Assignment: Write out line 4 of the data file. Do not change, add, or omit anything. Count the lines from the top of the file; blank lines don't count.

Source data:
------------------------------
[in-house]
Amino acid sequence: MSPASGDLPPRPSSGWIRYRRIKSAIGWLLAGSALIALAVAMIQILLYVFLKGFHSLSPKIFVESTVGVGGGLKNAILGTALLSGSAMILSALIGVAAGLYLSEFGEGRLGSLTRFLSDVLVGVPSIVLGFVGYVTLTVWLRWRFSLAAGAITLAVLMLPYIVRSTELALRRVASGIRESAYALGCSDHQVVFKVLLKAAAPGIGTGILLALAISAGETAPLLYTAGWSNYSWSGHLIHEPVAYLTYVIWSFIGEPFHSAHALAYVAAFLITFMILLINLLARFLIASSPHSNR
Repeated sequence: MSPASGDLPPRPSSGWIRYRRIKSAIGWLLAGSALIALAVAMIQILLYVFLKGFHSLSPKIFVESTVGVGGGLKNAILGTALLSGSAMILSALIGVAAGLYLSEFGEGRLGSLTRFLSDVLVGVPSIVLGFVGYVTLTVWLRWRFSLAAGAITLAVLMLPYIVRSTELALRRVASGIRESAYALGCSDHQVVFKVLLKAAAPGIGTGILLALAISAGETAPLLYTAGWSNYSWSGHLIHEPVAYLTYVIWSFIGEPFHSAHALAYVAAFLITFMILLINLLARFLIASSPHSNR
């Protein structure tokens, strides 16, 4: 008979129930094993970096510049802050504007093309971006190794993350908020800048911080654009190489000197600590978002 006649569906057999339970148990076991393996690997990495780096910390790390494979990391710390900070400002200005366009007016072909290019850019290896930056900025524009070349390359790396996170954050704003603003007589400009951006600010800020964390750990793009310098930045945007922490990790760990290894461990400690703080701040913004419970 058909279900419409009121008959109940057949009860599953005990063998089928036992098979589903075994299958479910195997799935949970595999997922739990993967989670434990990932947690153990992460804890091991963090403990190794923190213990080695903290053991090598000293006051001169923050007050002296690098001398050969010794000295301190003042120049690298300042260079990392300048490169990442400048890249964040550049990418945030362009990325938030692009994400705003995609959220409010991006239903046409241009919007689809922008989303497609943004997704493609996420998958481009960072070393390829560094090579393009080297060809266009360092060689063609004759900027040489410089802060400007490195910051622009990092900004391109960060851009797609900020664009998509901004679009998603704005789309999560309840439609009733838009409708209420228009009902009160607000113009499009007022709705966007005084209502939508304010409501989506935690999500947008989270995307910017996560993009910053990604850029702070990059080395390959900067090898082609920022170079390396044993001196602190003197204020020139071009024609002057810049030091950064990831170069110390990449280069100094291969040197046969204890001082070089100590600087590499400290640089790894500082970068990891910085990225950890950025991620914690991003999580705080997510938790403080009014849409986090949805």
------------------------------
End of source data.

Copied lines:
């Protein structure tokens, strides 16, 4: 008979129930094993970096510049802050504007093309971006190794993350908020800048911080654009190489000197600590978002 006649569906057999339970148990076991393996690997990495780096910390790390494979990391710390900070400002200005366009007016072909290019850019290896930056900025524009070349390359790396996170954050704003603003007589400009951006600010800020964390750990793009310098930045945007922490990790760990290894461990400690703080701040913004419970 058909279900419409009121008959109940057949009860599953005990063998089928036992098979589903075994299958479910195997799935949970595999997922739990993967989670434990990932947690153990992460804890091991963090403990190794923190213990080695903290053991090598000293006051001169923050007050002296690098001398050969010794000295301190003042120049690298300042260079990392300048490169990442400048890249964040550049990418945030362009990325938030692009994400705003995609959220409010991006239903046409241009919007689809922008989303497609943004997704493609996420998958481009960072070393390829560094090579393009080297060809266009360092060689063609004759900027040489410089802060400007490195910051622009990092900004391109960060851009797609900020664009998509901004679009998603704005789309999560309840439609009733838009409708209420228009009902009160607000113009499009007022709705966007005084209502939508304010409501989506935690999500947008989270995307910017996560993009910053990604850029702070990059080395390959900067090898082609920022170079390396044993001196602190003197204020020139071009024609002057810049030091950064990831170069110390990449280069100094291969040197046969204890001082070089100590600087590499400290640089790894500082970068990891910085990225950890950025991620914690991003999580705080997510938790403080009014849409986090949805």